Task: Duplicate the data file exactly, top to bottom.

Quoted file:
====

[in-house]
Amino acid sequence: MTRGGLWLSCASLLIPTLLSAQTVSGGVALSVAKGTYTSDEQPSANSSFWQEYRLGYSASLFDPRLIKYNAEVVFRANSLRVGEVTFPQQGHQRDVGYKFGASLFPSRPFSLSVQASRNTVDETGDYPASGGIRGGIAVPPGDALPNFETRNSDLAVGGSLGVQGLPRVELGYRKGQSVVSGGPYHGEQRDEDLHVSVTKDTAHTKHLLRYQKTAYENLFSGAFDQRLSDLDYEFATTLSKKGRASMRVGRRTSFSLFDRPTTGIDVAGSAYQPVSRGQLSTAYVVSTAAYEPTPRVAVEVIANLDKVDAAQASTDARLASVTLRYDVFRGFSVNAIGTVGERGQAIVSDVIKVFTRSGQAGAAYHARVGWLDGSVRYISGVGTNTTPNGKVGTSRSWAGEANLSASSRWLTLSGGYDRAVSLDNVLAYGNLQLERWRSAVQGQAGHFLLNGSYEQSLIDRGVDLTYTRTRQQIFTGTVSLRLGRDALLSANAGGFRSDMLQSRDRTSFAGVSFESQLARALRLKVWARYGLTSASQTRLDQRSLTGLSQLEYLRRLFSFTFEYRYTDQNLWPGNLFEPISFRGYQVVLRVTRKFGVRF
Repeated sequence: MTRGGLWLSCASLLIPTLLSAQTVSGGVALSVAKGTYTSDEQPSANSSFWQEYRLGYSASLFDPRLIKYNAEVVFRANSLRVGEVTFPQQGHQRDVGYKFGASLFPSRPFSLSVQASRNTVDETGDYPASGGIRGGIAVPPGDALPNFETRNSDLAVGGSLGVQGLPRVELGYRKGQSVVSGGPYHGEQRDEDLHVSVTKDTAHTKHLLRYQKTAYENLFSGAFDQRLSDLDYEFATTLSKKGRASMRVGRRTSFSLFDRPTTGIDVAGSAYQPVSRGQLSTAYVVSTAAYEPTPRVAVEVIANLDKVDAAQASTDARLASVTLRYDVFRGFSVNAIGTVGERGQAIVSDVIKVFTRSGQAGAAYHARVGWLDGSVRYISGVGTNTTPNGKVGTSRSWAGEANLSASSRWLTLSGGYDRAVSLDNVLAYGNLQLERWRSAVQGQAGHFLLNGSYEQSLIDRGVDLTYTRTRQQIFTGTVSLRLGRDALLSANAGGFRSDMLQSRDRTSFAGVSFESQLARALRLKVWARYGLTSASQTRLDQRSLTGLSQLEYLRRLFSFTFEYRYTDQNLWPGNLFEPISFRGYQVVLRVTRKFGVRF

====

[in-house]
Amino acid sequence: MTRGGLWLSCASLLIPTLLSAQTVSGGVALSVAKGTYTSDEQPSANSSFWQEYRLGYSASLFDPRLIKYNAEVVFRANSLRVGEVTFPQQGHQRDVGYKFGASLFPSRPFSLSVQASRNTVDETGDYPASGGIRGGIAVPPGDALPNFETRNSDLAVGGSLGVQGLPRVELGYRKGQSVVSGGPYHGEQRDEDLHVSVTKDTAHTKHLLRYQKTAYENLFSGAFDQRLSDLDYEFATTLSKKGRASMRVGRRTSFSLFDRPTTGIDVAGSAYQPVSRGQLSTAYVVSTAAYEPTPRVAVEVIANLDKVDAAQASTDARLASVTLRYDVFRGFSVNAIGTVGERGQAIVSDVIKVFTRSGQAGAAYHARVGWLDGSVRYISGVGTNTTPNGKVGTSRSWAGEANLSASSRWLTLSGGYDRAVSLDNVLAYGNLQLERWRSAVQGQAGHFLLNGSYEQSLIDRGVDLTYTRTRQQIFTGTVSLRLGRDALLSANAGGFRSDMLQSRDRTSFAGVSFESQLARALRLKVWARYGLTSASQTRLDQRSLTGLSQLEYLRRLFSFTFEYRYTDQNLWPGNLFEPISFRGYQVVLRVTRKFGVRF
Repeated sequence: MTRGGLWLSCASLLIPTLLSAQTVSGGVALSVAKGTYTSDEQPSANSSFWQEYRLGYSASLFDPRLIKYNAEVVFRANSLRVGEVTFPQQGHQRDVGYKFGASLFPSRPFSLSVQASRNTVDETGDYPASGGIRGGIAVPPGDALPNFETRNSDLAVGGSLGVQGLPRVELGYRKGQSVVSGGPYHGEQRDEDLHVSVTKDTAHTKHLLRYQKTAYENLFSGAFDQRLSDLDYEFATTLSKKGRASMRVGRRTSFSLFDRPTTGIDVAGSAYQPVSRGQLSTAYVVSTAAYEPTPRVAVEVIANLDKVDAAQASTDARLASVTLRYDVFRGFSVNAIGTVGERGQAIVSDVIKVFTRSGQAGAAYHARVGWLDGSVRYISGVGTNTTPNGKVGTSRSWAGEANLSASSRWLTLSGGYDRAVSLDNVLAYGNLQLERWRSAVQGQAGHFLLNGSYEQSLIDRGVDLTYTRTRQQIFTGTVSLRLGRDALLSANAGGFRSDMLQSRDRTSFAGVSFESQLARALRLKVWARYGLTSASQTRLDQRSLTGLSQLEYLRRLFSFTFEYRYTDQNLWPGNLFEPISFRGYQVVLRVTRKFGVRF